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Provincial Growth and Development Summit 2007 – District Socio-Economic Profiles. Outline: The Growth and Development Summits were an opportunity for building partnerships between social partners such as labour, business, community sectors and government (local, provincial and national. Aims were: • A development path and programme for each district. • Contributions of each social partner. • Stronger strategic direction in IDP’s • A district economic potential profile • Commitments from the social partners to insure investment in key sectors. • Actions to deal with bureaucratic delays, EIA process and land use management. • Social and Infrastructure programmes to improve investment and provide basic services. • Partner contributions to the construction of infrastructure. • Second Economy interventions. • Local procurement promotion. • Capacity improvement. • Establishment of partnerships and/or regional growth coalitions to act as a mechanism for cooperative action, with monitoring and evaluation of progress. Outcomes: • District Priority outcomes • A district specific Strategy for Development • A district Profile • Provincial Department Infrastructure Expenditure Plans • A Growth and Development Summit Agreement between social partners. For more information visit the ECSECC or EC OTP websites or contact ECSECC or the EC OTP.

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Where to From Here? The Eastern Cape suffers from a variety of problems such as political interference, a serious lack of skills in already struggling government organisations and an ageing infrastructure. The macro-economic policy framework has exacerbated structural inequalities. There has been a lack of serious coordination and long term planning to overcome the basic problems such as water shortages and infrastructure maintenance and improvement. While there are many mechanisms for integrated planning, there has been little will or capacity to use these to benefit the Province and provide continuity of planning across boundaries. Given the problems of Global Warming/Climate Change and the large impact they will have on the Eastern Cape Province, the long term outlook will only improve when politics looks past the next elections and the easy votes and starts to put the long term wellbeing of the people of the Eastern Cape first. Those with power will then be in a position to push local government into coordinated planning and project management. The tools are available through the IDP/SDF process and up through the PGDP and PSDP planning frameworks at Provincial level, but some integration of these frameworks and a will to provide enforcement of the processes is required.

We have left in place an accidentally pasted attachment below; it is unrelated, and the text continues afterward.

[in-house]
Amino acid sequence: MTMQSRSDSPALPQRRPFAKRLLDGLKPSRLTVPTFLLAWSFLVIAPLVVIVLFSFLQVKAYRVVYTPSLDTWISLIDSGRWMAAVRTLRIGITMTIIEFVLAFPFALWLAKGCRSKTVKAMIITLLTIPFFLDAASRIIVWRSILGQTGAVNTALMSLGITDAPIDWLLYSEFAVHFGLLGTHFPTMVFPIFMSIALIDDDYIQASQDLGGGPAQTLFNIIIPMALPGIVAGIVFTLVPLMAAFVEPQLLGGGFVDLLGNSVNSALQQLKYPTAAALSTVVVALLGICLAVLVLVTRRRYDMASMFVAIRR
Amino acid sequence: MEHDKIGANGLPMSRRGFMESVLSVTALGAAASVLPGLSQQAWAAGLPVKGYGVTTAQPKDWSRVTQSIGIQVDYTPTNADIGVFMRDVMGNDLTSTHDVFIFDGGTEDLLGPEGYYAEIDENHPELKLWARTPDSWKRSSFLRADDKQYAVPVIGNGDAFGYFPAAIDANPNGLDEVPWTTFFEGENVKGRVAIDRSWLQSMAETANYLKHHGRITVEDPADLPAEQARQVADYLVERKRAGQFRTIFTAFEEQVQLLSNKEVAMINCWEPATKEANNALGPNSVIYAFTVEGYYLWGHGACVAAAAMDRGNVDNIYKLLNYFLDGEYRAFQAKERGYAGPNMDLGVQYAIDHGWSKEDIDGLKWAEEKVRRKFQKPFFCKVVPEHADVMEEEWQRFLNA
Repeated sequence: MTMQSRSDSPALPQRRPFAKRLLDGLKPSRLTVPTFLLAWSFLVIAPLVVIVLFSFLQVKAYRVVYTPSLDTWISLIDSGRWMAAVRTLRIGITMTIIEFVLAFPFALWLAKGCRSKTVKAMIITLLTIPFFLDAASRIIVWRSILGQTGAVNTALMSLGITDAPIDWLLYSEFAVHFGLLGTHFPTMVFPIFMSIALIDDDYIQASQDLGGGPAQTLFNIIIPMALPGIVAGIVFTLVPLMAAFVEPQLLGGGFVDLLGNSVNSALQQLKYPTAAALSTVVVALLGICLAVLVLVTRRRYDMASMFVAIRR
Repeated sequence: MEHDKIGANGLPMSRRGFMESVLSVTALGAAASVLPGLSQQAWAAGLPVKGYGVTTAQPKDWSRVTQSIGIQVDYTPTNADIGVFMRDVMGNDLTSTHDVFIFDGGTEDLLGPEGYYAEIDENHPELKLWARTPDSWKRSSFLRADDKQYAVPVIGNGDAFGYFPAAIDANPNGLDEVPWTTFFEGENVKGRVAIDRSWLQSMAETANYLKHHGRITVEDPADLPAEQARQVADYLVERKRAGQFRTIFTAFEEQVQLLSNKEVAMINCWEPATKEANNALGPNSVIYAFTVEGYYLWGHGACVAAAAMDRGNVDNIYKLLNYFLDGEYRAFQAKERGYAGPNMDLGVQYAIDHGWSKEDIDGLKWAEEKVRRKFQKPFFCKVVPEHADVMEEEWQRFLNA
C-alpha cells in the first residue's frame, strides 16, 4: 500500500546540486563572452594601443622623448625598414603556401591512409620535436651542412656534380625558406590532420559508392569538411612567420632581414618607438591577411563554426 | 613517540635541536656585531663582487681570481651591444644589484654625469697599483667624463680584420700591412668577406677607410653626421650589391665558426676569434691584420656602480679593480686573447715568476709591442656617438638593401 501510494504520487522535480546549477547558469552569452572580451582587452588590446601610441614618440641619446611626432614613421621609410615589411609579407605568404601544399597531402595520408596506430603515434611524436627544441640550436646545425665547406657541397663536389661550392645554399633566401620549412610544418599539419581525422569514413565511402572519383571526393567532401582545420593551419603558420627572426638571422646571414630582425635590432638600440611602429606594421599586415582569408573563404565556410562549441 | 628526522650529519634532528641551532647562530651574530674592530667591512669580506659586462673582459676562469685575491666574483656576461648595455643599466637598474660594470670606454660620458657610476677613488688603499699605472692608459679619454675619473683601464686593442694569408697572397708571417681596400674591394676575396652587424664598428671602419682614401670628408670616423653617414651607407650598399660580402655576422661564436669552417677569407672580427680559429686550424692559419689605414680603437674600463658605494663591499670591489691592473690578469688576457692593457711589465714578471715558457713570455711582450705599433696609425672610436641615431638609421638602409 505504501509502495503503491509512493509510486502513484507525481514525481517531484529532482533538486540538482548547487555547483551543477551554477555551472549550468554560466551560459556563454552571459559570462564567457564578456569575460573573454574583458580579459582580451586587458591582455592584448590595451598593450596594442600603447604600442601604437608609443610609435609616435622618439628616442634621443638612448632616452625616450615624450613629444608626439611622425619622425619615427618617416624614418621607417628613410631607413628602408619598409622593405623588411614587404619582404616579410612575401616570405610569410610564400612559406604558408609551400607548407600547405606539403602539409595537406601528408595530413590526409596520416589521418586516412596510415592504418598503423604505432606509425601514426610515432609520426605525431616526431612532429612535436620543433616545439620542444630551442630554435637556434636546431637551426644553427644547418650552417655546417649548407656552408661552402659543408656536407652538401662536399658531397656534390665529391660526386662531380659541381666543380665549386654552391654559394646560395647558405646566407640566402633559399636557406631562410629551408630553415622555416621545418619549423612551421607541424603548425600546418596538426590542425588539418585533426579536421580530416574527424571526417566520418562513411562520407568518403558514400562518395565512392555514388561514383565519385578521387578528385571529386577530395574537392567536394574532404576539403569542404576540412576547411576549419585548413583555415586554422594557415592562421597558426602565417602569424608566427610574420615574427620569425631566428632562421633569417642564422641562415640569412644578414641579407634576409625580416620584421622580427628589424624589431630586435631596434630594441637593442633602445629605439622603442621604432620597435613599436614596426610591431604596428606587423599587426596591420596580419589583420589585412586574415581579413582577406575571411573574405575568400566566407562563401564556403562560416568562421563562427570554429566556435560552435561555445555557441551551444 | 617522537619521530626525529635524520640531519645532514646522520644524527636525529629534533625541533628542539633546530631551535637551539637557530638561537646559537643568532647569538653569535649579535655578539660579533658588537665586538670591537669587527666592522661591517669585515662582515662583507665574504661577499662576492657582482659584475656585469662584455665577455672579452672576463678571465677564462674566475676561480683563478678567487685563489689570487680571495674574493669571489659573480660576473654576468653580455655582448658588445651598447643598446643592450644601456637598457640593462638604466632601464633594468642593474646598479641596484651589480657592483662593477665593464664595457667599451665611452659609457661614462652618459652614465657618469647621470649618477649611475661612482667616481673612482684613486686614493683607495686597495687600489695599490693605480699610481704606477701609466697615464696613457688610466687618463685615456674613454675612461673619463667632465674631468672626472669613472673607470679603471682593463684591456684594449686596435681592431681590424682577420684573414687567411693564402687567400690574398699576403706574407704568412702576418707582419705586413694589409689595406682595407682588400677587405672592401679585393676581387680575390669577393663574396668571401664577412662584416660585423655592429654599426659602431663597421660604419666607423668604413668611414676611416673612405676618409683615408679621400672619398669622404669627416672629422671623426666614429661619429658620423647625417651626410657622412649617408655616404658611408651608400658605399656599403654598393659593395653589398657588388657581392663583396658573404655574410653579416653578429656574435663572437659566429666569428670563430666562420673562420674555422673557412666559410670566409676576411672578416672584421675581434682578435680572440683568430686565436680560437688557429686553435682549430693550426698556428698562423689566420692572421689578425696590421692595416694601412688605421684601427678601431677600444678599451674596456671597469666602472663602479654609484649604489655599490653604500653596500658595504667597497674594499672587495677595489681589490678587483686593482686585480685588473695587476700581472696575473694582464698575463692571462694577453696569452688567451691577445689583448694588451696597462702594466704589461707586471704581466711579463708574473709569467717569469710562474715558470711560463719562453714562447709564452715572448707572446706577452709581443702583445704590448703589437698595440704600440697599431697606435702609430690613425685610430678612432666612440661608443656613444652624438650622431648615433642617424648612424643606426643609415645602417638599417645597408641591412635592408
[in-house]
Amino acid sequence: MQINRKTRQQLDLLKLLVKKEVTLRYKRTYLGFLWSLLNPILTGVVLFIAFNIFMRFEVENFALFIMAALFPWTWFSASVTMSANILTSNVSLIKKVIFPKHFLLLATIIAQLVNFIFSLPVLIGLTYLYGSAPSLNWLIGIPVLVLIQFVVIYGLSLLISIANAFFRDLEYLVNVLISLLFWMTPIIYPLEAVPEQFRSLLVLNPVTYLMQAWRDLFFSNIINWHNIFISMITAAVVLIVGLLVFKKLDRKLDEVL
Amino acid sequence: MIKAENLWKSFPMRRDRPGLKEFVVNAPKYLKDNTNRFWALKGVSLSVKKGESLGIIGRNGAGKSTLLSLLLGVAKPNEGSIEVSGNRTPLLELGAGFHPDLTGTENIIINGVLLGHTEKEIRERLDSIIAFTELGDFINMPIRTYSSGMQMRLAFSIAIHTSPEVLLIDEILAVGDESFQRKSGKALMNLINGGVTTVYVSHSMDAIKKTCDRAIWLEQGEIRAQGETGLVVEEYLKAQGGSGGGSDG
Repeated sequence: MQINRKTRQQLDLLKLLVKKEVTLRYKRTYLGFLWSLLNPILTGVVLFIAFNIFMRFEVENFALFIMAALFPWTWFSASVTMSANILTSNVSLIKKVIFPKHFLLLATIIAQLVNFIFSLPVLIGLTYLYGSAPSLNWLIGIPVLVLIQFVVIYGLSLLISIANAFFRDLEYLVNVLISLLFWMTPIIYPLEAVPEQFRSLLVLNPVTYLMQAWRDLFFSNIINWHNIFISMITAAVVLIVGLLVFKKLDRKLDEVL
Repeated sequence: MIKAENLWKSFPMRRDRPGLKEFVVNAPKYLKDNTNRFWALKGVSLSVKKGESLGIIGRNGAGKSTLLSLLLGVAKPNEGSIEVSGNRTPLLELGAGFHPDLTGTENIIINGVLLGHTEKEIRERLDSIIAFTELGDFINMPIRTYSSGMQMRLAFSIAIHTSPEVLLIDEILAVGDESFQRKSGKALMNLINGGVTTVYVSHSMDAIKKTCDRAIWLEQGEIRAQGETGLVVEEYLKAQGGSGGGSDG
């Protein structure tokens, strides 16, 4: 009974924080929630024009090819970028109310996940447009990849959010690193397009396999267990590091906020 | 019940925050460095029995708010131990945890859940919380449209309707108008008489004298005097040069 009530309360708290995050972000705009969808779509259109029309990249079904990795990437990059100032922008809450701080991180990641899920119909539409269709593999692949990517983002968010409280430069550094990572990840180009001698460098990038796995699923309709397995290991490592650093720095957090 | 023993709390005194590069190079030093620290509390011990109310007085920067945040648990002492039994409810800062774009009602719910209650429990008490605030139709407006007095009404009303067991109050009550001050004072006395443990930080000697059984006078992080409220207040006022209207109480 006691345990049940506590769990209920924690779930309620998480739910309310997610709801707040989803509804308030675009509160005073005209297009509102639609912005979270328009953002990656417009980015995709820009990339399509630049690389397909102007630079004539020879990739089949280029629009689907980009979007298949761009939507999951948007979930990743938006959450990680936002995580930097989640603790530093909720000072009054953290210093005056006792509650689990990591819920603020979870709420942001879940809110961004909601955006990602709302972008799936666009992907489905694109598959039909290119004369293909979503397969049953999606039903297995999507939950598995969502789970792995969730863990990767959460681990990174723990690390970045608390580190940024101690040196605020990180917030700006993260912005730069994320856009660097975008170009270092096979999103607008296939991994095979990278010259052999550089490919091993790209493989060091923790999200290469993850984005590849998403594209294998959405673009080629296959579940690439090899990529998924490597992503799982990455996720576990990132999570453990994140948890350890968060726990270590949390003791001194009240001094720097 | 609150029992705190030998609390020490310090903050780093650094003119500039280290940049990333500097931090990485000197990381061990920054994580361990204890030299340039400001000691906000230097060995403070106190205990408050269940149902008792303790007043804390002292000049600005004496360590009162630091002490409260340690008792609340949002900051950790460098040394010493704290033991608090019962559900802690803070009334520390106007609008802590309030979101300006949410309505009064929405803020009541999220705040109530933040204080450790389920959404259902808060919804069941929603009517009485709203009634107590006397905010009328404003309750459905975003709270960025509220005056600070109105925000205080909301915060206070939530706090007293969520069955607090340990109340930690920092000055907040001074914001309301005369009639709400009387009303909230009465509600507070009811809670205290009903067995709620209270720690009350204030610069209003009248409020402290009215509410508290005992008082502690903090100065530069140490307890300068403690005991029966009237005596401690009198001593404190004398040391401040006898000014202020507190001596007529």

DISCLAIMER: The statistical information displayed in these maps is sometimes dense and complex and is derived from various sources that may not always correlate with each other. While all attempts have been made to source accurate information, neither ECSECC or the Office of the Premier or their respective employees accept any responsibility for conclusions drawn from these maps or decisions made based on the information displayed.


ABBREVIATIONS GIS ECSECC OTP IDZ GDP GVA PIMD HSRC HDI GER FHISER HDR SASSA PGDP PSDP VSA DLGTA ECPSDP EIA NSBA NLC UNDP FET DWA LSMS SAIMD ECAC PSP

Geographic Information Systems Eastern Cape Socio-Economic Consultative Council Office of the Premier Industrial Development zone Gross Domestic Product Gross Value Added Provincial Index of Multiple Depreivation Human Sciences Research Council Human Development Index Gross Enrolment Ratios Fort Hare Institute of Social and Economic Research Human Development Report South African Social Security Agency Provincial Growth and Development Plan Provincial Spatial Development Plan Volunteer Services Abroad The Department of Housing Local Development and Traditional Affairs Eastern Cape Provincial Spatial Development Plan Environmental Impact Assessment National Spatial Biodiversity Assessment National Land Cover United Nations Development Programme Further Education Training Department of Water Affairs Living Standards Measurement Survey South African Index of Multiple Deprivation Eastern Cape AIDS Council Provincial Strategic Plan

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Eastern Cape Socio-Economic Atlas  

The Eastern Cape atlas was developed to give readers a spatial view of socio-economic development in the Eastern Cape province, South Africa...